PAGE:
What Are Bipolar Disorders?
Bipolar disorders are brain disorders that cause changes in a person’s mood, energy and ability to function. Bipolar disorder is a category that includes three different conditions — Bipolar I, Bipolar II and Cyclothymic disorder.
People with bipolar disorders have extreme and intense emotional states that occur at distinct times, called mood episodes. These mood episodes are categorized as manic, hypomanic or depressive. People with bipolar disorders generally have periods of normal mood as well. Bipolar disorders can be treated, and people with these illnesses can lead full and productive lives.
Bipolar I Disorder
Bipolar I disorder can cause dramatic mood swings. During a manic episode, people with bipolar I disorder may feel high and on top of the world, or uncomfortably irritable and “revved up.“ During a depressive episode they may feel sad and hopeless. There are often periods of normal moods in between these episodes. Bipolar I disorder is diagnosed when a person has a manic episode.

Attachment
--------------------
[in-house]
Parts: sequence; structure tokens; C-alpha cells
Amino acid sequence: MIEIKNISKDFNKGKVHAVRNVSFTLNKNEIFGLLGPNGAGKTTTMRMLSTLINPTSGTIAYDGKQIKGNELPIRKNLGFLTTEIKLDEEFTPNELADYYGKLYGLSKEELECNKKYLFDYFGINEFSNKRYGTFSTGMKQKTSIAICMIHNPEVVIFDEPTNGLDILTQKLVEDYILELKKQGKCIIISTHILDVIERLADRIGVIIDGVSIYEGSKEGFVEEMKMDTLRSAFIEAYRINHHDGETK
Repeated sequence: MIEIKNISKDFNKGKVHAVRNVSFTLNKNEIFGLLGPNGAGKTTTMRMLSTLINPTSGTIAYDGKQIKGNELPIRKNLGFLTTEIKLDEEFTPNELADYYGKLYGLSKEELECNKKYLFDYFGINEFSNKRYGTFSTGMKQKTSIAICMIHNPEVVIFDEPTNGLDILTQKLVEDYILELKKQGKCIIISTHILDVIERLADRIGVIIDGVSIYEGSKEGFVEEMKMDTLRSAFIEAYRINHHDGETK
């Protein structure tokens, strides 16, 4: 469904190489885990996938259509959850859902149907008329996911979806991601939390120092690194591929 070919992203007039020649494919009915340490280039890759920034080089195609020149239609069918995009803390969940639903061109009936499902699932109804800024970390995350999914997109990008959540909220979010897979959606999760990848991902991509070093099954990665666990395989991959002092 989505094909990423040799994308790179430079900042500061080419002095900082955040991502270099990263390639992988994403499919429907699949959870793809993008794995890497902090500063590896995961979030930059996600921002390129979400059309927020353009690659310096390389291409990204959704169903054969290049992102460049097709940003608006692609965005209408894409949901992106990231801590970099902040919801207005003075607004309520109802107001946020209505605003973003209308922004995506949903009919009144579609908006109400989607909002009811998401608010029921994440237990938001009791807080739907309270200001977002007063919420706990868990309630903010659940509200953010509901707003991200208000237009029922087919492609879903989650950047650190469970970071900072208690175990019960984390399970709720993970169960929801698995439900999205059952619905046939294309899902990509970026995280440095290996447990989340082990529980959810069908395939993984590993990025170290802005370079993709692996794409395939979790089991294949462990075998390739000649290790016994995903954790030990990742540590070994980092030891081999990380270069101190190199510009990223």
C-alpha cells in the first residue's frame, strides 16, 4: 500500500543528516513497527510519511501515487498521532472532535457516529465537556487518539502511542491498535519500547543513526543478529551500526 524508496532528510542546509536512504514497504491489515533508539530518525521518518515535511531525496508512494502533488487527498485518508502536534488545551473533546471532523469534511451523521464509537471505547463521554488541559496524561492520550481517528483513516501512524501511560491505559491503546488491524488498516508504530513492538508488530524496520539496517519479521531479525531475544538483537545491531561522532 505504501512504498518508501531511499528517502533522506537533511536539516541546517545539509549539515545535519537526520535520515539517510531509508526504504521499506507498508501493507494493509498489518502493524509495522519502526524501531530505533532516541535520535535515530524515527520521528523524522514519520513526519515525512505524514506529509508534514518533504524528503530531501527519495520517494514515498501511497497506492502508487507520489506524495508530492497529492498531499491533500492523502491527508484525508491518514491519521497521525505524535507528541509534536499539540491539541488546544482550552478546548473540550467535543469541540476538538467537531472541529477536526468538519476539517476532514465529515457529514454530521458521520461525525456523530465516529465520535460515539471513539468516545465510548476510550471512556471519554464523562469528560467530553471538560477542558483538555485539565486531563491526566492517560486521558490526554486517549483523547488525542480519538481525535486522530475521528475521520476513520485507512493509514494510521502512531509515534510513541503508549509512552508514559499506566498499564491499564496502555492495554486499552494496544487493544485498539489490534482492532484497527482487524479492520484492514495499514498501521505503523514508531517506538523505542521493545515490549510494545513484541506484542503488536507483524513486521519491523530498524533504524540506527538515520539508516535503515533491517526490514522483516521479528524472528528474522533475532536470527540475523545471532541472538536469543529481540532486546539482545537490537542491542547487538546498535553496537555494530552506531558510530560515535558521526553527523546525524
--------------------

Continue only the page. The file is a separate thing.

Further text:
Bipolar II Disorder
Bipolar II disorder involves a person having at least one major depressive episode and at least one hypomanic episode (see above). People return to usual function between episodes. People with bipolar II often first seek treatment because of depressive symptoms, which can be severe.
People with bipolar II often have other co-occurring mental illnesses such as an anxiety disorder or substance use disorder.
Treatments for bipolar II are similar to those for bipolar I — medication and psychotherapy. Medications most commonly used are mood stabilizers and antidepressants, depending on the specific symptoms. If depression symptoms are severe and medication is not working, ECT (see above) may be used. Each person is different and each treatment is individualized.
Cyclothymic disorder is a milder form of bipolar disorder involving many mood swings, with hypomania and depressive symptoms that occur often and fairly constantly. People with cyclothymia experience emotional ups and downs, but with less severe symptoms than bipolar I or II.
Cyclothymic disorder symptoms include the following:
- For at least two years, many periods of hypomanic and depressive symptoms (see above), but the symptoms do not meet the criteria for hypomanic or depressive episode.
- During the two-year period, the symptoms (mood swings) have lasted for at least half the time and have never stopped for more than two months.
Treatment for cyclothymic disorder can involve medication and talk therapy. For many people, talk therapy can help with the stresses of ongoing high and low moods. People with cyclothymia may start and stop treatment over time.
Physician Review By:
Ranna Parekh, M.D., M.P.H.